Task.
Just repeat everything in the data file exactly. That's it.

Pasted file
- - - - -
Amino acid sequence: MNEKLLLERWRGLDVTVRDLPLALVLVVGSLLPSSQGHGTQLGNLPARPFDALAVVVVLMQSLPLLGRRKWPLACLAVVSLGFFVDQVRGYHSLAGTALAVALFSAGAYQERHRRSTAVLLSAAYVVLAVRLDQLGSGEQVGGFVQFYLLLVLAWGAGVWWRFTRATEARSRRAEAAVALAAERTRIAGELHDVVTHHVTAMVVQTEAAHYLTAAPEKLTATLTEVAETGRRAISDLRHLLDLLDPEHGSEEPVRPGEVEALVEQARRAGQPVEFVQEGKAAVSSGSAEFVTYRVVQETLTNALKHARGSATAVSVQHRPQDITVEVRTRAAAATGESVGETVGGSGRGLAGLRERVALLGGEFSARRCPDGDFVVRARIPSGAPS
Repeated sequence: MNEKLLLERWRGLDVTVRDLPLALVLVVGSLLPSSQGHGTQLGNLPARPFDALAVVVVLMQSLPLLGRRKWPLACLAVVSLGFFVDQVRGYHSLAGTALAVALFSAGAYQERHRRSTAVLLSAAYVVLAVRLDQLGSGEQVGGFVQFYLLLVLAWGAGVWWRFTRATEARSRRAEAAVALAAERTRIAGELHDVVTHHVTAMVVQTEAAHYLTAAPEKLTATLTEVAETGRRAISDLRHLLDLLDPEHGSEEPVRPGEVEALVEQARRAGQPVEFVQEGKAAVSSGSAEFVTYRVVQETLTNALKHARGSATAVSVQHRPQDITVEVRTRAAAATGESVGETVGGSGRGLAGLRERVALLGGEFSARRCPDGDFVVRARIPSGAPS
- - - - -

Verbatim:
Amino acid sequence: MNEKLLLERWRGLDVTVRDLPLALVLVVGSLLPSSQGHGTQLGNLPARPFDALAVVVVLMQSLPLLGRRKWPLACLAVVSLGFFVDQVRGYHSLAGTALAVALFSAGAYQERHRRSTAVLLSAAYVVLAVRLDQLGSGEQVGGFVQFYLLLVLAWGAGVWWRFTRATEARSRRAEAAVALAAERTRIAGELHDVVTHHVTAMVVQTEAAHYLTAAPEKLTATLTEVAETGRRAISDLRHLLDLLDPEHGSEEPVRPGEVEALVEQARRAGQPVEFVQEGKAAVSSGSAEFVTYRVVQETLTNALKHARGSATAVSVQHRPQDITVEVRTRAAAATGESVGETVGGSGRGLAGLRERVALLGGEFSARRCPDGDFVVRARIPSGAPS
Repeated sequence: MNEKLLLERWRGLDVTVRDLPLALVLVVGSLLPSSQGHGTQLGNLPARPFDALAVVVVLMQSLPLLGRRKWPLACLAVVSLGFFVDQVRGYHSLAGTALAVALFSAGAYQERHRRSTAVLLSAAYVVLAVRLDQLGSGEQVGGFVQFYLLLVLAWGAGVWWRFTRATEARSRRAEAAVALAAERTRIAGELHDVVTHHVTAMVVQTEAAHYLTAAPEKLTATLTEVAETGRRAISDLRHLLDLLDPEHGSEEPVRPGEVEALVEQARRAGQPVEFVQEGKAAVSSGSAEFVTYRVVQETLTNALKHARGSATAVSVQHRPQDITVEVRTRAAAATGESVGETVGGSGRGLAGLRERVALLGGEFSARRCPDGDFVVRARIPSGAPS